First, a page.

25 April 2005

Shoutboxes and Recent Comments are Security Hole?

Posted under: at 21:43

There are a few sites that requires you to claim your own weblog. In order to prove the fact that you are the legitimate owner of the blog in question, they require you to put a specific HTML link back to their web site. These links often will contain a random authorization string (cookie) or simply a link back to your profile on their website.

For example, Technorati allows you to register for your own Technorati profile. After registering, you need to claim your blog by putting a specific URL in your blog. After the next run of spidering, Technorati will add the blog to your profile and finally you will be able to put your photograph next to your entries in Technorati’s search results.

Another example, Blogshares –a fantasy stock exchange for blogs– will automatically make any discovered blogs available for trading. However, the owner of every blog has special privileges with regard to their own blogs. Before the owner can do this, first he/she must claim their blog by putting the ‘Listed in Blogshares’ icon pointing to the blog’s profile in Blogshares. Finally, the owner will be able to do owner specific action, such as issuing more shares and LBO. In addition, the owner will receive an additional 1000 shares of their own blog.

The claiming process is supposed to be doable only by the owner of blog in question. Normally, only the owner of the blog will be able to insert an arbitrary link to the blog’s frontpage or sidebar. However, there are a few cases where visitors of the blog will be able to insert arbitrary links to the front page:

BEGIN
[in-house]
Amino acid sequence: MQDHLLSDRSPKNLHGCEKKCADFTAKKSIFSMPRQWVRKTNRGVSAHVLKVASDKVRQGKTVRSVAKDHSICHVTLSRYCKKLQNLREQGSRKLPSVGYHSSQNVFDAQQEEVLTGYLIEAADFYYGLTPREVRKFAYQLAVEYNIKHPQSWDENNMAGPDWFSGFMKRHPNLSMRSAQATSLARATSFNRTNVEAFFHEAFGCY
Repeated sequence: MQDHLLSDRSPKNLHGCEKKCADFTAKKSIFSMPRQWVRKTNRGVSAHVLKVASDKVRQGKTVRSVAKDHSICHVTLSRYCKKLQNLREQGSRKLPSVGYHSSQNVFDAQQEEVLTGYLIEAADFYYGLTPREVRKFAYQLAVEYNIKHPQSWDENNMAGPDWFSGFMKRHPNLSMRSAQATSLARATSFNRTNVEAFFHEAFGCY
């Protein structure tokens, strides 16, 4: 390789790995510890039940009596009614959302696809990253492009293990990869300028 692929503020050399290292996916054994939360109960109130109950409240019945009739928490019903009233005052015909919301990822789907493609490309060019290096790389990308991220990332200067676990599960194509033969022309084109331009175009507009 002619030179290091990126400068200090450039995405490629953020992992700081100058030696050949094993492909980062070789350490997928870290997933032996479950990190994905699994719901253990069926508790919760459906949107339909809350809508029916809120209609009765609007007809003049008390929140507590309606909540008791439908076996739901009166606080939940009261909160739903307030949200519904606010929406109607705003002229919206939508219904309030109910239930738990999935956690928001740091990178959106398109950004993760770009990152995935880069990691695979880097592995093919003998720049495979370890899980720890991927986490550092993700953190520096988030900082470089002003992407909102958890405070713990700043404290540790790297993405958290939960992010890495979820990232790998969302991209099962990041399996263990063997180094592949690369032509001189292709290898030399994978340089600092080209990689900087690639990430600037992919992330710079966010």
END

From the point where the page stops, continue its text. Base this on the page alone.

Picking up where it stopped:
• Shoutboxes. These are small boxes used for a quick chat with the owner of the blog or another visitor. A random visitor will be able to insert text in the shoutbox. Some shoutbox automatically convert any URL into a hyperlink. This potentially can be used by a rogue visitor to claim your own blog. Fortunately, almost all shoutboxes are implemented using Javascript and thus invisible to practically every web spider.

  • Recent comments in sidebar. Another common practice is putting the list of recent comments in the sidebar. This can be potentially exploited by random visitors in order to put an arbitrary link in the front page, and thus, claiming your own blog.

Of course, not every blog with shoutboxes and/or recent comments are susceptible to this exploit. And not every blog without shoutboxes and/or recent comments are safe from these problem, either.

If you are in doubt, you can try posing as a random visitor and try making arbitrary links in your blog’s frontpage. If you can’t do that, your blog is probably safe.

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